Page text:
By Bryce Oates | March 27, 2018
Government programs that support healthy soils, crop diversity, and wildlife habitat are popular among farmers—so why aren’t they slated to get more farm bill funding?
On his diversified row crop and livestock farm in Grundy County, Iowa, Fred Abels explained how two federal conservation programs have helped him adopt a long list of practices. “Converting crop ground to pasture, cover crop enhancements, putting legumes into pastures, fencing, watering facilities, hay mowing to increase wildlife survival rates, using limited tillage,” Abels said, while listing dozens of other conservation practices he uses with funds from U.S. Department of Agriculture (USDA) programs.
“Some of these I doubt I would have tried. EQIP [the Environmental Quality Incentives Program] and CSP [the Conservation Stewardship Program] helped share the risk,” said Abels, a member of Practical Farmers of Iowa and an early adopter of conservation practices.
EQIP and CSP are the two largest “working lands” conservation programs offered by the USDA’s Natural Resources Conservation Service (NRCS). Combined with the Conservation Reserve Program (CRP), which pays farmers to take land out of production for 10 or 15 years in favor of permanent grasslands and wildlife habitat, the USDA’s conservation portfolio impacts more than 100 million acres nationwide while deploying billions of dollars of taxpayer funding.
These practices aren’t just designed to improve farms for their own sake—although they can do that. They’re also the frontline against some of the United States’ most pressing environmental problems.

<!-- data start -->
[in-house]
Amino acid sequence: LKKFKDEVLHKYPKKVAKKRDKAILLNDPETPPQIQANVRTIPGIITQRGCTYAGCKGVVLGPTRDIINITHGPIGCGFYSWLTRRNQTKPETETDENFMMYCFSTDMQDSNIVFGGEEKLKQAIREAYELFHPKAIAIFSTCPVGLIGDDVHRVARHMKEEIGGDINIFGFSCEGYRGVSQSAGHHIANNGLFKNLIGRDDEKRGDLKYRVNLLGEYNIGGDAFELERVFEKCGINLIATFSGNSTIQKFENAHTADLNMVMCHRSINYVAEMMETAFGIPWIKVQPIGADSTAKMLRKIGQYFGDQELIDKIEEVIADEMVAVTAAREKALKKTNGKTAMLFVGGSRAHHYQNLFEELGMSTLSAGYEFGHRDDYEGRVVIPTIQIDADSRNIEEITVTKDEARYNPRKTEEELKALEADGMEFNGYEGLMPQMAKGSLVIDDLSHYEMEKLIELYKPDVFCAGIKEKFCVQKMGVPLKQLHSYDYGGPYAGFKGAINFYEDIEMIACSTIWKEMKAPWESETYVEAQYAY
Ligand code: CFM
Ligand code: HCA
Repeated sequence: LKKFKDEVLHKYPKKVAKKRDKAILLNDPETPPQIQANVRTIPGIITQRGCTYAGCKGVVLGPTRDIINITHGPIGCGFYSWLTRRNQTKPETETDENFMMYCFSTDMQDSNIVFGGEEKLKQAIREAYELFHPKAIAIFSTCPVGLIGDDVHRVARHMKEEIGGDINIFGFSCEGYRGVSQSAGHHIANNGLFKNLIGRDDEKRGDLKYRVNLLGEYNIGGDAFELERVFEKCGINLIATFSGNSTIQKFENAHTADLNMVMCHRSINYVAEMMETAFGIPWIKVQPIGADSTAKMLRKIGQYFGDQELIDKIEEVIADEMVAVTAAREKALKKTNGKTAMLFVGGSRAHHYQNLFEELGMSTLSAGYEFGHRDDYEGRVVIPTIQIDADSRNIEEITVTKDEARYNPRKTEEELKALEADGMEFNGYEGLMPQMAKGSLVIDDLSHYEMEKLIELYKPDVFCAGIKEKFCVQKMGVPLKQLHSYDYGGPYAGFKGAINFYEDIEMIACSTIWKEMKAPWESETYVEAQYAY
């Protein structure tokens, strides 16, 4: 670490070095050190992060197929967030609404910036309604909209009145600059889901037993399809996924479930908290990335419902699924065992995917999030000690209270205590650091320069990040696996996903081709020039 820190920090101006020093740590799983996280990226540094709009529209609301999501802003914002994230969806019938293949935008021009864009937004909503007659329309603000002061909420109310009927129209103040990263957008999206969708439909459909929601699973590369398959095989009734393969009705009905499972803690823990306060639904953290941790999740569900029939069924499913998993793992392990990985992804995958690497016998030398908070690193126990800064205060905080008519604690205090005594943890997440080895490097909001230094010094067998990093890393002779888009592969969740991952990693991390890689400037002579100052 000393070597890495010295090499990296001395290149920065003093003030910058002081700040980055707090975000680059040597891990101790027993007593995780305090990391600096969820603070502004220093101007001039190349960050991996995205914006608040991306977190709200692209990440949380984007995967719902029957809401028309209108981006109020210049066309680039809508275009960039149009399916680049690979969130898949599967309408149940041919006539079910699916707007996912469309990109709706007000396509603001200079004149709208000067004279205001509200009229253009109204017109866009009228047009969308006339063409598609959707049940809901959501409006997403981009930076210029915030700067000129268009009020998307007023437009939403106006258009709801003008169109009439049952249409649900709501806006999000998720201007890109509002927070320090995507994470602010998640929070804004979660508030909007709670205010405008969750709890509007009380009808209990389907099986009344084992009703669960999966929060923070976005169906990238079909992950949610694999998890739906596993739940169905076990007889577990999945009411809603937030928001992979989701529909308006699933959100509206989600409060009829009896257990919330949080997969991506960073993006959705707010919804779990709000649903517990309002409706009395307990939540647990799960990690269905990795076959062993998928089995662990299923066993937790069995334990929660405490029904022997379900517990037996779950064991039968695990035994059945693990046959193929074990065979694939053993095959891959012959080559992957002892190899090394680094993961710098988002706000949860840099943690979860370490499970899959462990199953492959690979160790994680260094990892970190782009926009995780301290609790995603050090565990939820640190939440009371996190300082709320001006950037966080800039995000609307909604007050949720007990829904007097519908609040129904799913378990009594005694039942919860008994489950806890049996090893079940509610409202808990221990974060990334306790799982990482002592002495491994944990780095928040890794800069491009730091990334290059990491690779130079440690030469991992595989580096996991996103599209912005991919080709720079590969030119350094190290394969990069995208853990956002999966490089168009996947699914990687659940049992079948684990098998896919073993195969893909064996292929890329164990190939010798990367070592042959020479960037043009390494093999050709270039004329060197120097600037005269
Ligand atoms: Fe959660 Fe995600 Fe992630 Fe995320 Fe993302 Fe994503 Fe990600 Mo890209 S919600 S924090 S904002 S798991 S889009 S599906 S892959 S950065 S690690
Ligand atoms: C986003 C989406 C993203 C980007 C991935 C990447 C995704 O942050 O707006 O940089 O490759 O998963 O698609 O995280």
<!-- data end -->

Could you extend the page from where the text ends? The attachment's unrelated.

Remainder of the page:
Many experts agree that nitrogen pollution in our nation’s waterways has reached a crisis point; a recent international gathering on the issue concluded that, “we must halve the amount of nitrogen we dump into the environment by mid-century or our ecosystems will face epidemics of toxic tides, lifeless rivers, and dead oceans.”
At the same time, a number of farm groups and agriculture experts have begun to draw a connection between soil health and climate change, advocating for many of the same practices farmers like Abels are using as “climate smart,” or crucial to helping draw down greenhouse gases in the atmosphere.
And while the conservation successes at the USDA are nothing to sneeze at, government funding is limited. Demand from farmers far outpaces supply of available funds. Many farmers are not selected or end up getting placed on waiting lists for future enrollment cycles. And yet, both lawmakers and sustainable agriculture advocates are fighting to maintain current funding in a political environment where some are calling for cuts to conservation spending.
The budgets and participation rules for the conservation programs are determined by the federal farm bill. While the vast majority of the money (80 percent of the last bill) goes to fund nutrition assistance programs such as SNAP, and another 9 percent funds crop insurance and agriculture subsidies, just 6 percent of the bill’s funding is set aside to promote conservation practices through the bill’s “Conservation Title.” In the 2014 Farm Bill, that worked out to $56 billion.
The current five-year farm bill expires at the end of September, creating a deadline for House and Senate farm bill negotiators, farm groups, and conservation advocates.